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Gastroenterology. 1991 May;100(5 Pt 1):1288-95.

Secretory and metabolic effects of ethanol in the isolated amphibian gastric mucosa.

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  • 1Laboratorio de Investigaciones Gastrointestinales, Facultad de Medicina, Universidad del Zulia, Maracaibo, Venezuela.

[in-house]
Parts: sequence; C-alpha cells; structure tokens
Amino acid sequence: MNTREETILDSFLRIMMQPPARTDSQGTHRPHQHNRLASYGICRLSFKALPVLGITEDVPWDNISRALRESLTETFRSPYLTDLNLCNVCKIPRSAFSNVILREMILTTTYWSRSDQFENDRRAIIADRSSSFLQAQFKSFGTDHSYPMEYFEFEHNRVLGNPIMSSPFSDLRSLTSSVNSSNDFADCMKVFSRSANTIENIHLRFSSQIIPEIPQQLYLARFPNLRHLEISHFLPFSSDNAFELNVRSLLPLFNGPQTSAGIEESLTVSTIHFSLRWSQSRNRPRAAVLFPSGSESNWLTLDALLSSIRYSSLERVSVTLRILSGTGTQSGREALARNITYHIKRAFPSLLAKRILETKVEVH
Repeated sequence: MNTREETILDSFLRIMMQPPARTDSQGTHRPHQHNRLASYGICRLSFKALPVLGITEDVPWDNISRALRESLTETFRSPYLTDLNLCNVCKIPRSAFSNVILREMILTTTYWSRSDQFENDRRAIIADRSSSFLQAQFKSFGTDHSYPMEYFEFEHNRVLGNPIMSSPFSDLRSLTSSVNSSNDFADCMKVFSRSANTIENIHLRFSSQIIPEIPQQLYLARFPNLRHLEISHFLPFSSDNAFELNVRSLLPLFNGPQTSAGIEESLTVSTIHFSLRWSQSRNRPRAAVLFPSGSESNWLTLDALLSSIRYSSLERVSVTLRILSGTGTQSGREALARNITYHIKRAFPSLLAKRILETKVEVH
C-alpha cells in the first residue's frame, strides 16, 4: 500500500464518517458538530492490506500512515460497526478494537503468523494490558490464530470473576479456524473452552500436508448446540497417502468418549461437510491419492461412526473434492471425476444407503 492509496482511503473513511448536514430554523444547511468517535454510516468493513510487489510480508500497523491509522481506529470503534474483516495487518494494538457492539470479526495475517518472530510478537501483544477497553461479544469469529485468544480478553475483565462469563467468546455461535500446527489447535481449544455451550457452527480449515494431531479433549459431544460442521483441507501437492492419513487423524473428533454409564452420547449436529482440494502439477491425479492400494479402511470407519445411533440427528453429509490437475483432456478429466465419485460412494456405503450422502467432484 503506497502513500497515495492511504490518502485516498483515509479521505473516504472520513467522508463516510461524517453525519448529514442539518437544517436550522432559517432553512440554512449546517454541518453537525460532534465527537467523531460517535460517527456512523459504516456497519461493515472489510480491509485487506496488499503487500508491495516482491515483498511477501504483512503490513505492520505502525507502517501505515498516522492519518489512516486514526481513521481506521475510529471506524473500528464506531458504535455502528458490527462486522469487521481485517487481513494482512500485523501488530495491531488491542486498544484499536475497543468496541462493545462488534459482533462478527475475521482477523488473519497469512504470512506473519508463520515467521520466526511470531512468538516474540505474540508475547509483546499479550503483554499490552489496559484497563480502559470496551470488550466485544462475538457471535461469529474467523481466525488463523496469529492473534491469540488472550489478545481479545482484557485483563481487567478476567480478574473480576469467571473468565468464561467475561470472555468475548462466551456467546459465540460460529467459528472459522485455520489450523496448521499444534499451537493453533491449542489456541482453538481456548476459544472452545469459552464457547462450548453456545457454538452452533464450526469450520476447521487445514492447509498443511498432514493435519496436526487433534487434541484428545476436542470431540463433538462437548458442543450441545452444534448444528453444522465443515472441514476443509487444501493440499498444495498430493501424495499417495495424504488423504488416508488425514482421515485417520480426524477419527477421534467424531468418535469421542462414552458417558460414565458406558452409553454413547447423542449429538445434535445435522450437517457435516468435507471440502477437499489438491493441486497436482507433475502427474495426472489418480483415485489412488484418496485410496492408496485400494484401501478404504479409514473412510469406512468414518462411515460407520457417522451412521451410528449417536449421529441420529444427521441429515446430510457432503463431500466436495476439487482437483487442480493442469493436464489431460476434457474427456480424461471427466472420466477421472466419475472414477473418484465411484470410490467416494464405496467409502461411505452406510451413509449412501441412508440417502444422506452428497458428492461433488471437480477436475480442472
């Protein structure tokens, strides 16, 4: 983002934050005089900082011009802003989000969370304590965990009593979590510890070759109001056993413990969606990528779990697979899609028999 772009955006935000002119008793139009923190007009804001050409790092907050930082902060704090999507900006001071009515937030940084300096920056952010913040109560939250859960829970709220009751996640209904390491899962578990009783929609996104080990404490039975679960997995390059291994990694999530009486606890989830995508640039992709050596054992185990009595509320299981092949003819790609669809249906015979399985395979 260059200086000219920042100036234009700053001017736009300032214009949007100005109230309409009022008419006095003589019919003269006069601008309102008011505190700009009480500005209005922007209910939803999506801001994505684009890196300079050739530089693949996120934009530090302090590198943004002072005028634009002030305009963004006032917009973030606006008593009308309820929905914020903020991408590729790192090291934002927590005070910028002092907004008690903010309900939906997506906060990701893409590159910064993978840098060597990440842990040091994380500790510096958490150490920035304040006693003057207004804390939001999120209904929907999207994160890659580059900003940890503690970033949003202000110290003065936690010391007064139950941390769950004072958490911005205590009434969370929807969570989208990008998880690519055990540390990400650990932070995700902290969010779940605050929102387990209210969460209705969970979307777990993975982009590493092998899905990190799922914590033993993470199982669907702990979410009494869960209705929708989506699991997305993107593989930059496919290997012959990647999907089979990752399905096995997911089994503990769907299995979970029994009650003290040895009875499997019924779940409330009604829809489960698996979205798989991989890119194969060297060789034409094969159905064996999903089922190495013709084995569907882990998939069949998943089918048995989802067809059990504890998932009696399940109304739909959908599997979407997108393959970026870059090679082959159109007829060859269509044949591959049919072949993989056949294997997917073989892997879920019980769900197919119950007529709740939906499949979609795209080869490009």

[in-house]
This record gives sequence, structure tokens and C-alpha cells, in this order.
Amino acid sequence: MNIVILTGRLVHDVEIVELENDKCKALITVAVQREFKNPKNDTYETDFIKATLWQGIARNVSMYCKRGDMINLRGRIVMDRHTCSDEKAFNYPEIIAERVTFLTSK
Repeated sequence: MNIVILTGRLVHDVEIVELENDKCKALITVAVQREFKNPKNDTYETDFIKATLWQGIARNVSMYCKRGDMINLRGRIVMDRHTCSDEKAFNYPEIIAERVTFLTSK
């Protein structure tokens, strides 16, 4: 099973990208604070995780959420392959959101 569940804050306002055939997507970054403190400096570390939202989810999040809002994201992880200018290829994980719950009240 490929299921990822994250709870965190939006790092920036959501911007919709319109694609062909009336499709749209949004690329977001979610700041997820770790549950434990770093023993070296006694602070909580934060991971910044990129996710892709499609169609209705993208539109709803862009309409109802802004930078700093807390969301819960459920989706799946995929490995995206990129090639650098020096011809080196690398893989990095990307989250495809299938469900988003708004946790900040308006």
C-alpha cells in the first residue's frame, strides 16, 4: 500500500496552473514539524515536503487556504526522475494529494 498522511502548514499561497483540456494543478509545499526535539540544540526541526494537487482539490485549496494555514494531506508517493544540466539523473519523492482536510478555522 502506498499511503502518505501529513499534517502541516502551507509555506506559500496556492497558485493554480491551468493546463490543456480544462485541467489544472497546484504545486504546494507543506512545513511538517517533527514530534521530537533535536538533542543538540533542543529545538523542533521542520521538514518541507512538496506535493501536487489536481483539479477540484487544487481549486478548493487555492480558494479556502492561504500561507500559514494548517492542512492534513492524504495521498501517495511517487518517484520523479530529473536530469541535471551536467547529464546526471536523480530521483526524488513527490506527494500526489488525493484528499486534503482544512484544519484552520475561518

The effects of pure ethanol and some alcoholic beverages on acid secretion and metabolism were examined in the isolated toad gastric mucosa. Pure ethanol applied to the luminal side or to the submucosal side at low concentrations (2%-10%) was a potent stimulant of acid secretion, whereas high concentrations (greater than or equal to 20%) were inhibitory. Cimetidine and calcium-free solutions did not abolish the secretory effect of ethanol. Beer and wine, but not rum and whisky, caused a significant stimulation of acid secretion. Respiration was progressively increased by ethanol at concentrations between 2% and 20%. This effect was not affected by cimetidine or by SCH 28080, an inhibitor of the gastric hydrogen-potassium-stimulated adenosine triphosphatase. Ethanol (10%) significantly increased by 46% the tissue lactate-pyruvate ratio. The oxidations of glucose, butyrate, and acetate were progressively reduced by low concentrations of ethanol (5% and 10%). The results indicate that (a) low concentrations of ethanol and alcoholic beverages with low ethanol content are direct stimulants of acid secretion and (b) the secretory and metabolic effects of low concentrations of ethanol seem to be mediated via its oxidation.

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